Many offenders are mandated by state parole boards or the courts to attend drug treatment. Large sums of taxpayer dollars are spent annually on free drug treatment for addicts. In more cases than not, addicts are resistant to treatment. They stop showing up for sessions, they resort to their old ways, the cops are called, arrests are made, and the cycle repeats itself. I have seen it up close and personal.
Law enforcement is not to blame for the actions of law-breaking addicts who are not receptive to drug treatment. You can only fault law enforcement for their inaction in protecting the public from this element.
We cannot allow people to victimize others, regardless of the state of disarray in which they find themselves. It's a question of public safety; it's not a "police state." Crime cannot be killed with kindness.
Criminal behavior will escalate as times get tougher. Poverty contributes significantly to crime and societal decay. The worst is yet to come as we enter the day and age of social Darwinism on steroids.
Many Americans want to have a strong military, secure borders, public safety, fire departments, waste and disposal pickup, and good public schools. Unfortunately, many of the same people do not want to pay for these government services. If people do not want to be taxed for those programs, they surely do not want to contribute more funding for services to the indigent.
How can America wage a war on poverty when we can no longer even afford to educate our children? Sadly, there is no remedy, and we simply do not have enough money to cure every lawbreaker.
In a day and age of enormous national debt, high unemployment rates, spikes in poverty, social unrest, and the diversion of government funding away from Americans in need, an emphasis must be placed on personal responsibility. It is the most crucial component of lowering crime rates, because police serve as the only roadblock to crime. Many honest and hardworking police officers are also standing in unemployment lines, having lost their jobs due to budgetary shortfalls.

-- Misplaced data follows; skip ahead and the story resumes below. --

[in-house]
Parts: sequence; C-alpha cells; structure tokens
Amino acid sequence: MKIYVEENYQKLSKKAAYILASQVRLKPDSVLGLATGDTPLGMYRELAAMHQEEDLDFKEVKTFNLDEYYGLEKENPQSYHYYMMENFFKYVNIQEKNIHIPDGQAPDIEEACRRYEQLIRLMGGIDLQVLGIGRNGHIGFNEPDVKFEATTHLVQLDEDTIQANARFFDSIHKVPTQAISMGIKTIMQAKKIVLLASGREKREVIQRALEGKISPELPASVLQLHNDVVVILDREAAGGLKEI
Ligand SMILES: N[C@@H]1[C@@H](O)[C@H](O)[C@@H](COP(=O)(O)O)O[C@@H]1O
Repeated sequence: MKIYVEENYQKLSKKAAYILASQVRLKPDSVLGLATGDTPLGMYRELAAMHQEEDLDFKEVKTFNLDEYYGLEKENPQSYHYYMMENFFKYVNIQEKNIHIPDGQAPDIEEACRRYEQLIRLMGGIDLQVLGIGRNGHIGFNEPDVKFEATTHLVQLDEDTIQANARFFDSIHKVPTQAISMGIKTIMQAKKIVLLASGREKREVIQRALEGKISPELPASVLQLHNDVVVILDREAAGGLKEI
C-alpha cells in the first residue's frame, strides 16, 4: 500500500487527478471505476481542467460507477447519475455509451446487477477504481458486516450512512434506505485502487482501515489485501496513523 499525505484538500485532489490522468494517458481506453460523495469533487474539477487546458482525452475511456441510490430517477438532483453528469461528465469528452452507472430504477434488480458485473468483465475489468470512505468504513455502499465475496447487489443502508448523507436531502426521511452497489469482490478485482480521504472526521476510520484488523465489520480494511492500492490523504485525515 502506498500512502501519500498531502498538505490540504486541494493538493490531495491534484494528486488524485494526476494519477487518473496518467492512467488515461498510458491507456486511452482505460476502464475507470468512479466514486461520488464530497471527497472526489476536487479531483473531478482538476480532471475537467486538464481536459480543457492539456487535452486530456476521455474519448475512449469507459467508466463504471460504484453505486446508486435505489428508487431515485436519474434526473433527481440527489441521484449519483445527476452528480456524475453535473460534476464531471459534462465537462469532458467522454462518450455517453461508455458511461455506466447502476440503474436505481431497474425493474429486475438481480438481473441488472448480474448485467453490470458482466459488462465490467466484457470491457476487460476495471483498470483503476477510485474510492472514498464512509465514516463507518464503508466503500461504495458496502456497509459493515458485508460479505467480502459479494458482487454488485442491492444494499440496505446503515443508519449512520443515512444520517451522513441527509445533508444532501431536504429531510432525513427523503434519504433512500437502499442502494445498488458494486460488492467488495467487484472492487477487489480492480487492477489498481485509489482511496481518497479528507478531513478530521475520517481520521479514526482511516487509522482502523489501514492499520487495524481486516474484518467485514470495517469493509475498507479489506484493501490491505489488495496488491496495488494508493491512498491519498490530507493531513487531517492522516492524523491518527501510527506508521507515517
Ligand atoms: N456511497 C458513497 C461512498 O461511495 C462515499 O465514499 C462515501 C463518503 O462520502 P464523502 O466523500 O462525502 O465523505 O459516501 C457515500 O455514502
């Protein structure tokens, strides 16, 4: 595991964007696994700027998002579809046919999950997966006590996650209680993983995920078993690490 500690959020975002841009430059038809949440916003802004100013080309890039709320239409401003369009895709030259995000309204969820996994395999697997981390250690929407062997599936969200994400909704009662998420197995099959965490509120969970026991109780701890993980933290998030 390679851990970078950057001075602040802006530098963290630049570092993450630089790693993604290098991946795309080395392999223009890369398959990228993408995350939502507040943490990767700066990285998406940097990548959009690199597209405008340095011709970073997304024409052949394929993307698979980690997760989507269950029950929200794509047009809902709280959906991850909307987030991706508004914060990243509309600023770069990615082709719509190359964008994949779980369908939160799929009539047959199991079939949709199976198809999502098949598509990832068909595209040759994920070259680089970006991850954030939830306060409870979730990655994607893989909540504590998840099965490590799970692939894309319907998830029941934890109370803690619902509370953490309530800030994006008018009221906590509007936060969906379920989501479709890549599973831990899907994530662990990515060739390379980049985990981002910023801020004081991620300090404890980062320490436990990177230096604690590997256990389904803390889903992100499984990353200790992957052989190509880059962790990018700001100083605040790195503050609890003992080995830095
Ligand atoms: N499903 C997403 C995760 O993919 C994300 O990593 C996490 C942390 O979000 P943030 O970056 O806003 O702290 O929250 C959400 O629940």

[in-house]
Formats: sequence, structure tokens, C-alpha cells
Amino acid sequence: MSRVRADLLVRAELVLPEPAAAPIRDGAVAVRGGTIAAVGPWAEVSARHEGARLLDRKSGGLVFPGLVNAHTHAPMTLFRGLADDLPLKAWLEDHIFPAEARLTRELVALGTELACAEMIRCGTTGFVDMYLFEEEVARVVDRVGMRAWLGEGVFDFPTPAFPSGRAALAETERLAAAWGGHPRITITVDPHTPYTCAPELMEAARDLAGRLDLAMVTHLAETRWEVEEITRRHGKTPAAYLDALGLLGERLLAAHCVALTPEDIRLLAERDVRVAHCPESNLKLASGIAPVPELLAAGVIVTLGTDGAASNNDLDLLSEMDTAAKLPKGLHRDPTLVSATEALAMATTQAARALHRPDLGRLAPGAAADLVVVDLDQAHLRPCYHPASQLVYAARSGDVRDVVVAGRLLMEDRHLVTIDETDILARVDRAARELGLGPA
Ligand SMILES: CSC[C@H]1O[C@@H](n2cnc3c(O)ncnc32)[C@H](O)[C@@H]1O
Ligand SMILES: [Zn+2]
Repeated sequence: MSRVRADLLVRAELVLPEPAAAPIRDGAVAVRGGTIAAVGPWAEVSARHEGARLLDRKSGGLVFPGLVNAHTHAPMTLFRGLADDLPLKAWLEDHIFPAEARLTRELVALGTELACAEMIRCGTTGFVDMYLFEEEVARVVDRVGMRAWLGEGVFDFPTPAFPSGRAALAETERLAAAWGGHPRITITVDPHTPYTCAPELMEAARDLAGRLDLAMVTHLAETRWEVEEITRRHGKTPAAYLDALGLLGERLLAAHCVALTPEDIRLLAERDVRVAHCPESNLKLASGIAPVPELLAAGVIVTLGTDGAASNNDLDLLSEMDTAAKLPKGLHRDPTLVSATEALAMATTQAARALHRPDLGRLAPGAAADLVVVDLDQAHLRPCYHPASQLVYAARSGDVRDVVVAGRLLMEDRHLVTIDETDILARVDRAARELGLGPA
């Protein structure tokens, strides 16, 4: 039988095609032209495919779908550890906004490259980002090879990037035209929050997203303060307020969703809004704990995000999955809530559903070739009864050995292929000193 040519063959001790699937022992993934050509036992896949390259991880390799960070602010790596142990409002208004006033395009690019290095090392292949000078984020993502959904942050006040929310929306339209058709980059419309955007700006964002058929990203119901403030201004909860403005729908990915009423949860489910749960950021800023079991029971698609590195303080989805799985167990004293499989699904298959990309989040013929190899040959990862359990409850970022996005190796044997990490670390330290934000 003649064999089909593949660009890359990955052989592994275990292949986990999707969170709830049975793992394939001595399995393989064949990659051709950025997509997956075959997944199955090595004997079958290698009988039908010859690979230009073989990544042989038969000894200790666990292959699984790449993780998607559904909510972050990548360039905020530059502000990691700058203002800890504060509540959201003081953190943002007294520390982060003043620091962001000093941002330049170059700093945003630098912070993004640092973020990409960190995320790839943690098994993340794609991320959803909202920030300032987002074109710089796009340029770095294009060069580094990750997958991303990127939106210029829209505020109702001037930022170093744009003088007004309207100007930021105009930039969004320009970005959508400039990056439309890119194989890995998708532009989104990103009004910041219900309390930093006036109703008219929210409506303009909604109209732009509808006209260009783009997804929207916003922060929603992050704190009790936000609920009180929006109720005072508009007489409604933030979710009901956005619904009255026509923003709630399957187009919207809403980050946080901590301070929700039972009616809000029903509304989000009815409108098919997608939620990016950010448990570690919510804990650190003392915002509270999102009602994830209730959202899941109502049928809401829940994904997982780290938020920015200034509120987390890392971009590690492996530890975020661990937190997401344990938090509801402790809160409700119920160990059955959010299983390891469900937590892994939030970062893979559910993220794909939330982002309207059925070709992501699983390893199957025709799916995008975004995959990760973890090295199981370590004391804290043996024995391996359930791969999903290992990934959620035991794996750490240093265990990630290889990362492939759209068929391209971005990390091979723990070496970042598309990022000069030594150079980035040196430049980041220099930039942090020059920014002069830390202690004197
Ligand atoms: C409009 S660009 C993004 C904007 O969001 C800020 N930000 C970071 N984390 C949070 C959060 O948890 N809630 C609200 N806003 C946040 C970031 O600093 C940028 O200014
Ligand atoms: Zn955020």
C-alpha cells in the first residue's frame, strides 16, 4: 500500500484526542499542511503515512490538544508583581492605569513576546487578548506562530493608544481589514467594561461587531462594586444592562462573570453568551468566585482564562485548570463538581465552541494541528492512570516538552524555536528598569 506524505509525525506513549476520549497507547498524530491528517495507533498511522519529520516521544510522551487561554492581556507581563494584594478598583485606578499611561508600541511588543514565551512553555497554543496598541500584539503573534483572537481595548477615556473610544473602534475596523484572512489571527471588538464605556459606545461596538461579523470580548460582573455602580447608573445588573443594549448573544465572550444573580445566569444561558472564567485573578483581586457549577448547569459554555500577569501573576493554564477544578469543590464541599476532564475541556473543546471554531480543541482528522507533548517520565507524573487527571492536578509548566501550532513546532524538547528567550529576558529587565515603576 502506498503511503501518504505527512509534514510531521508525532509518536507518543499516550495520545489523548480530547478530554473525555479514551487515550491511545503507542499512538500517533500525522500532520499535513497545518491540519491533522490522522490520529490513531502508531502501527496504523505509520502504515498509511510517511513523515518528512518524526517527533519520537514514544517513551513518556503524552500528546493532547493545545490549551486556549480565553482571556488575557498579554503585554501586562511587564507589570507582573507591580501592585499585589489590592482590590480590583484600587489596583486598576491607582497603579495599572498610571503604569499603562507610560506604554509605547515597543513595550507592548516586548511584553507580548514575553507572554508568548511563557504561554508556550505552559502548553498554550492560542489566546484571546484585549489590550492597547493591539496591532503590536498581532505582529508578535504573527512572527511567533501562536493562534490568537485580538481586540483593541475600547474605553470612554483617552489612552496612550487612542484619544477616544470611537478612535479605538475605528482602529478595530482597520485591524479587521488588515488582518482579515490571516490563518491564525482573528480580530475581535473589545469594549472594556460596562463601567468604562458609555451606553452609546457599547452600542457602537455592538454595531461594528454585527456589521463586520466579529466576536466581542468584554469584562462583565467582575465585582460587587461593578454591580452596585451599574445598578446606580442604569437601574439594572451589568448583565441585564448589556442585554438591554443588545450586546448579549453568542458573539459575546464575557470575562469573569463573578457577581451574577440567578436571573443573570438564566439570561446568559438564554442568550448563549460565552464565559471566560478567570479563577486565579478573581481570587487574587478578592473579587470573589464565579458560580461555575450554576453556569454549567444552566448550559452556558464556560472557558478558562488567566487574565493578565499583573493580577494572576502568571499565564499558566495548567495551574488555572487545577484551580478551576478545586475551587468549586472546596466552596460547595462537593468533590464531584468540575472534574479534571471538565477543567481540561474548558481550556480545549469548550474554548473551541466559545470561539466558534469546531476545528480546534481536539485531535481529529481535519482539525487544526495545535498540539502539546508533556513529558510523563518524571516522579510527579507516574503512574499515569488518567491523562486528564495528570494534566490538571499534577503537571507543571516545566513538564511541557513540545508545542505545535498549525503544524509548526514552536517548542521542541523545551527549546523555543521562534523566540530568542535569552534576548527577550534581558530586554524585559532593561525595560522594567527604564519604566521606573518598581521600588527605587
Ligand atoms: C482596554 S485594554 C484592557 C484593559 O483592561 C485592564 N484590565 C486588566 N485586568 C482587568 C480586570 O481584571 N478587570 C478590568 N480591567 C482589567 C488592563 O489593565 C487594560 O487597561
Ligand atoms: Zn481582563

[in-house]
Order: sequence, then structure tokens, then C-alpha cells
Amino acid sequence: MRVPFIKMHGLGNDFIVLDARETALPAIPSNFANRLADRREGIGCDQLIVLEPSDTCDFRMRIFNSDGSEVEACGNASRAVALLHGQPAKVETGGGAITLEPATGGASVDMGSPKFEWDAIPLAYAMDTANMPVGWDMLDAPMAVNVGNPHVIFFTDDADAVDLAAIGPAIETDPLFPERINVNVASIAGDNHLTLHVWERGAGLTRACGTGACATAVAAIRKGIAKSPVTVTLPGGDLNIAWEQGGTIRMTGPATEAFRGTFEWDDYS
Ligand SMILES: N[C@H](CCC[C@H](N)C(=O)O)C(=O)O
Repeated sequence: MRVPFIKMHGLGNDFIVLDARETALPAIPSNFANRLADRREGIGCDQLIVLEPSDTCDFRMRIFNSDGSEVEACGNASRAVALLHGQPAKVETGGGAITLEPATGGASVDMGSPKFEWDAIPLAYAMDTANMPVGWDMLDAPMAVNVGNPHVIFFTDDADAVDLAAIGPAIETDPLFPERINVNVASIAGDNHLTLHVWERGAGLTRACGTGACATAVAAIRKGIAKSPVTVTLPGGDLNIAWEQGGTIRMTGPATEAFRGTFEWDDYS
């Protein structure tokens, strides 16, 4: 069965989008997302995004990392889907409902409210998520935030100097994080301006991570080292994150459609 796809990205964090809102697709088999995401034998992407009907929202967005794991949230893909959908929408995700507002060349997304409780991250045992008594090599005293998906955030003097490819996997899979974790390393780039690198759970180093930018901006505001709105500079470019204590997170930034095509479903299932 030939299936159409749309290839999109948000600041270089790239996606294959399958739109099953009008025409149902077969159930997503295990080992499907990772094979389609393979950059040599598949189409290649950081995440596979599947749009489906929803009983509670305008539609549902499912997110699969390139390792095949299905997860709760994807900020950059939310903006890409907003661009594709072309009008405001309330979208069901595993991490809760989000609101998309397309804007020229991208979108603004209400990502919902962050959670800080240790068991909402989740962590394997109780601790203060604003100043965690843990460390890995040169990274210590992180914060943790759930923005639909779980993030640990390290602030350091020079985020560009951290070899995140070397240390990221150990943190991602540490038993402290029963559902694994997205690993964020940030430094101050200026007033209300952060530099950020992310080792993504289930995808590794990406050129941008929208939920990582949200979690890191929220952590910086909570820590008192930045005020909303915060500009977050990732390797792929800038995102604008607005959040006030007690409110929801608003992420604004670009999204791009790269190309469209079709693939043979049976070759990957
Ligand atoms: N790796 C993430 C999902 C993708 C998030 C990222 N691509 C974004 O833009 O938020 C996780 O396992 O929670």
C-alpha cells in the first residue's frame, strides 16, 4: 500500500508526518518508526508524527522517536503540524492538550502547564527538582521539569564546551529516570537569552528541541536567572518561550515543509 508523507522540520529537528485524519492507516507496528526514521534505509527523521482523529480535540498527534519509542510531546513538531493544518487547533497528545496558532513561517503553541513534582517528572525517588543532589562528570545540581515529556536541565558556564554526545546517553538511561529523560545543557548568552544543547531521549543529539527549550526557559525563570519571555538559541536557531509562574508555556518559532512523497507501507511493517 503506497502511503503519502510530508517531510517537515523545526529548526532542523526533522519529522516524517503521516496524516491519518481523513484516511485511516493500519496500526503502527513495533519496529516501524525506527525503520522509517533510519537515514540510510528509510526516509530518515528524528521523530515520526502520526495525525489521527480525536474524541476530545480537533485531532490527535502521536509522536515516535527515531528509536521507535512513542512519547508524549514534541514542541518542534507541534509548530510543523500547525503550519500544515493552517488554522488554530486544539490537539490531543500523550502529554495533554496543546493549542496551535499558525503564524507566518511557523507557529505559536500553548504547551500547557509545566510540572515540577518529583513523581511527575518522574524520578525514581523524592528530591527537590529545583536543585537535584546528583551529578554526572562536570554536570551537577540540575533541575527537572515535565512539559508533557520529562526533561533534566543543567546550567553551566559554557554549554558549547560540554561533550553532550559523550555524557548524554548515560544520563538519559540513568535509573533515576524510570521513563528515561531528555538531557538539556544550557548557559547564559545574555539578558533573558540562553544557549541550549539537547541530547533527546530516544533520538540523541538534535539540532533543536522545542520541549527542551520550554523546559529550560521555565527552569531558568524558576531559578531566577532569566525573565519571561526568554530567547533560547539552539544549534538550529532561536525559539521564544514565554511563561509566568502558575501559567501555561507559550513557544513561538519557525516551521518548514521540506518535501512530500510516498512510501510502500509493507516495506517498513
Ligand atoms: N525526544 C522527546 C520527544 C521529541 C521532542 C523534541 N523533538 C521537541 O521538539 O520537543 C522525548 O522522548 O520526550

We currently find ourselves at a stage of American history in which blaming law enforcement, government, and society for others' misdeeds is rapidly approaching an expiration date. In the past, we may have been able to blame societal conditions for criminal misbehavior. Even if there is still some truth to this argument, it is irrelevant--the well has now run dry for most people. The majority of Americans are struggling financially and are tightening their belts. They endure a great deal of hardship without pointing guns at others and taking things that do not belong to them.
With no economic relief in sight for law-abiding, middle-class, sober citizens who have laid the majority of the groundwork for most of society, it is highly unlikely that more money will be poured into social programs that those on the far left believe are the be-all and end-all to crime and drug addiction.
Rather than blaming law enforcement for their attempts to help people who have been victimized, perhaps we should demand that criminals abandon their reckless lifestyles and attempt to be productive citizens, particularly at a time in American history in which most Americans are hurting.
It is totally American to amplify your voice against unethical police behavior. We as citizens should never tolerate unlawful arrests or illegal searches and seizures. It is necessary to hold law enforcement personnel accountable when they exceed their authority. However, critics should not take individual cases of police misconduct and proliferate a misconception that those cases are representative of the entire law enforcement community. In doing so, they only serve to cripple police officers in parts of America where we are losing control.